"Independent of the results of that activity, we'll go ahead and drop that petal down so its flat again and we'll move on with our standup activities. If it is successful, then we'll most likely plan an egress of the front of the lander. If it is unsuccessful, then we have several other options, one of which is to turn to the right about 120 degrees and drive down in that direction. We could also turn to the left by about 60 degrees and then back down in roughly the same direction off the lander.

"Both those are very viable paths for us," he said. "The lander deck height is not very high relative to the design envelope of the vehicle and the deck is very flat and all the systems are healthy. So we have several options there. We certainly prefer to drive forward if we can, but we have practiced and used very successfully many other direcftions."

But first, engineers must stand up the rover on its wheeled undercarriage. Spirit was launched with that undercarriage collapsed and its body latched to the surface of the lander. Early Friday, the computer will use a screw jack built into the lander to push the body upward, allowing the undercarriage to unfold. The rover's two front wheels, folded in against the craft's body during the trip from Earth will be unfolded into their proper positions. The jack then will retract, lowering the body of the rover and allowing undercarriage latches to engage, locking its appendages in their extended positions.

"The first piece of this is a critical maneuver where we use a lift mechanism ... to drive the body of the rover up," Wallace said. "And once it's raised up then we will rotate the font wheels out and around and so that they're fully deployed. And we will drop the lander down onto the deck and thereby lock in a number of our mechanism latches. That is the plan for most of the second half of tomorrow.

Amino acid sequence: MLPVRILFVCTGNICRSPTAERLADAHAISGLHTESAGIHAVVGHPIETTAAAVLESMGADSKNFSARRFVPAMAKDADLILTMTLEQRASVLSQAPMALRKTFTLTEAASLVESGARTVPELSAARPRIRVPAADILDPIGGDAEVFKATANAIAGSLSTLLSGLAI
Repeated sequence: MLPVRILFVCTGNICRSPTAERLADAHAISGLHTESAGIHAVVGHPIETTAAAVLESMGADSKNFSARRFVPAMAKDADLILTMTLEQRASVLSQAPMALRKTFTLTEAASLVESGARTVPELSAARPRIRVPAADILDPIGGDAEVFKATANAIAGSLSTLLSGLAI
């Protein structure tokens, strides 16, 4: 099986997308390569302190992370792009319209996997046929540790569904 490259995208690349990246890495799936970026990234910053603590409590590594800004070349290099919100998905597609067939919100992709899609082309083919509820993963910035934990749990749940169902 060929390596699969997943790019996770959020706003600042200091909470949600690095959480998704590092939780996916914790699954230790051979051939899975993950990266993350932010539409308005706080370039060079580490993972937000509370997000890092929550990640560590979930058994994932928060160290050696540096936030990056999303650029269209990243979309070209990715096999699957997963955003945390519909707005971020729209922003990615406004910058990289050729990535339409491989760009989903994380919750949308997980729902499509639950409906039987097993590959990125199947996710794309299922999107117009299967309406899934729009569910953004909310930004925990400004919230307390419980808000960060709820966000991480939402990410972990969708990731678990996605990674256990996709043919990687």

"After we do that, we actually do a second little lift and drop, which is a verification that, in fact, those latches have properly engaged. Assuming that all goes well, we'll be ready to move on and continue with our standup and our egress activities (overnight Friday).

As for the airbag problem, Wallace said engineers are still not sure what the problem might be. It's possible the tendons, or cables, running from the retraction spools out to various anchor points on the airbag in question were broken during or immediately after landing.

"Depending on how we landed and just how much force is on certain sides of the lander, when we initially started to retract those tendons, even early on, it's conceivable we could have snapped some of those tendons, in which case we'd be unsuccessful, obviously, in retracting those parts of the airbag. That's one possibility. ... It may just be the areas that are puffed up are not attachment points."

Data from the lander shows the retraction motors experienced a load and it "appears that we're pulling on something," Wallace said. "But it's possible that part that's puffed up is simply not an area that's attached by a tendon."

If the overnight retraction attempt is not successful, engineers will simply press on with standup activities and begin assessing alternate exit routes.

"We'll have to wait and see, depending on what direction we decide to go relative to the future activities," Wallace said. "I think the earliest egress looks like about sol-12 (Wednesday) for us. In the event we have to maneuver the petals some more, that could be delayed by two or three days."